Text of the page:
You have some extraordinary designs; what do you think of surrealism?

I love surrealism! It’s my favourite style of art and I think the depth and story that can be interpreted through it is most inspiring.

Who are your favourite designers and why?

I’m mostly drawn to all the work and detailing that goes into a collection, but one of my favourites currently is Chanel for all their beautiful couture style. Looking back, though, my idol for inspiration has to be the great Alexander McQueen. I visited his Savage Beauty exhibition at the V&A and was blown away! We share a similar sense of outrageousness and like to court controversy.

How would you describe your personal style?

I would describe my style as an ever-changing evolution, which still incorporates aspects of dark fairytale fantasy. I like to keep things interesting and people guessing about what I’ll do next, as for me there are no limits to what I can achieve through my creations.

What is the must-have in your bag?

A stylish pair of sunglasses! Wearing them I feel like someone special. Funny how wearing something can change the way you present yourself to others and make you feel more confident—it’s almost like a magic charm.

What do you think is most important to look stylish and elegant?

Definitely confidence. No matter how you choose to dress, if you wear it with great confidence and good posture you’ll be able to carry off almost anything with elegance. I’m a great believer in ‘it’s the person that makes the look, not the outfit’.

Are there any brands you would like to collaborate with in the future?

I’d love so much to collaborate with Alexander McQueen one day, or even Walt Disney with costume designing for an upcoming movie. These two are high up on my bucket list, but really I feel blessed to collaborate with any brand who will have me!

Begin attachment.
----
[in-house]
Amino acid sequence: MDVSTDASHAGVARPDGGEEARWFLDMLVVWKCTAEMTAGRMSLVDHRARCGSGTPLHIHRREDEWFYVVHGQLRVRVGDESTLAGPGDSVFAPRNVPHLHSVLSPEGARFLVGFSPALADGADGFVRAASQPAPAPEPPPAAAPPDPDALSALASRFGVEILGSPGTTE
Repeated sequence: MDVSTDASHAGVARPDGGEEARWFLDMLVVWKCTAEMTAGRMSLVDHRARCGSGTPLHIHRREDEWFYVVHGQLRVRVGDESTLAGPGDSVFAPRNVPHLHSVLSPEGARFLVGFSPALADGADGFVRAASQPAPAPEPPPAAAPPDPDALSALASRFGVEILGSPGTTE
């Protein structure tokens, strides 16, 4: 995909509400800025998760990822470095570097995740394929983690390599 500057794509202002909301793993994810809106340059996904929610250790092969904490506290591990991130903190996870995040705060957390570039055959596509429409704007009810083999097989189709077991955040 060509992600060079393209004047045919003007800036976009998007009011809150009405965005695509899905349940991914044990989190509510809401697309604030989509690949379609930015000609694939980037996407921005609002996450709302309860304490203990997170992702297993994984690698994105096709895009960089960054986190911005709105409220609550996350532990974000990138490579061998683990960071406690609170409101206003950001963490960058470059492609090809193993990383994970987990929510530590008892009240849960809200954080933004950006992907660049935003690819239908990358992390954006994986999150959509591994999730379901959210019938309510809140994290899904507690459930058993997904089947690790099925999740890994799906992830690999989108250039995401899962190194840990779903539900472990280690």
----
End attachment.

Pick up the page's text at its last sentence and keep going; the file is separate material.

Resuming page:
What’s next for you?

With my first millinery collection just completed and another in the pipeline, I’ll hopefully start seeing my designs in prestigious stores and luxury boutiques. My mask wear has always been particularly popular with film and TV, so it would be great to design for some of the big West End productions. I’m always open to new and exciting opportunities, so anyone interested in featuring, commissioning or collaborating with me please get in touch!

What is the last book you have read?

Does Vogue count?! I’m not much of a book reader, as I rarely have the time to relax, so prefer to wait for the movie.

Are you a dog person or a cat person?

Dogs all the way. I’ve grown up with dogs in the family and love the way they respect, protect and are such loyal companions… Plus I love their puppy dog eyes and squishy noses!

What do you think is the most important piece a woman should have in her wardrobe?

I guess the little black dress is always a must-have, as it’s neutral, perfect for all sorts of occasions and can be styled up or down with accessories, depending where you’re wearing it.

What’s your favourite food?

I love healthy foods, fish, seafood and Chinese, so mix that all together in a menu and it will be a match made in heaven—and don’t forget the dessert!


Loading Flickr slideshow...

Founders of Last Yarn, Deborah Lyons and Piarvé Wetshi


The duo behind fabric store Last Yarn talk 'saving precious textiles' and their favourite local hangouts.

Deborah Lyons and Piarvé Wetshi are on a mission to reduce the amount of discarded fabric that goes into landfill. Their latest venture Last Yarn brings great quality textiles back to the marketplace and works with students to help shape the fashion industry of the future.

What inspired Last Yarn? Have

Read more →

Local novelist & travel writer, Lucy Lord


Local novelist & travel writer Lucy Lord chats to us about her new venture with Peruvian Arts

Local novelist and travel writer Lucy Lord, first interviewed by West London Living in January 2015, has now extended her repertoire: together she and her brother Nick run Peruvian Arts, a business they set up to showcase the collection of paintings they inherited from their father.

Do you live or work

Read more →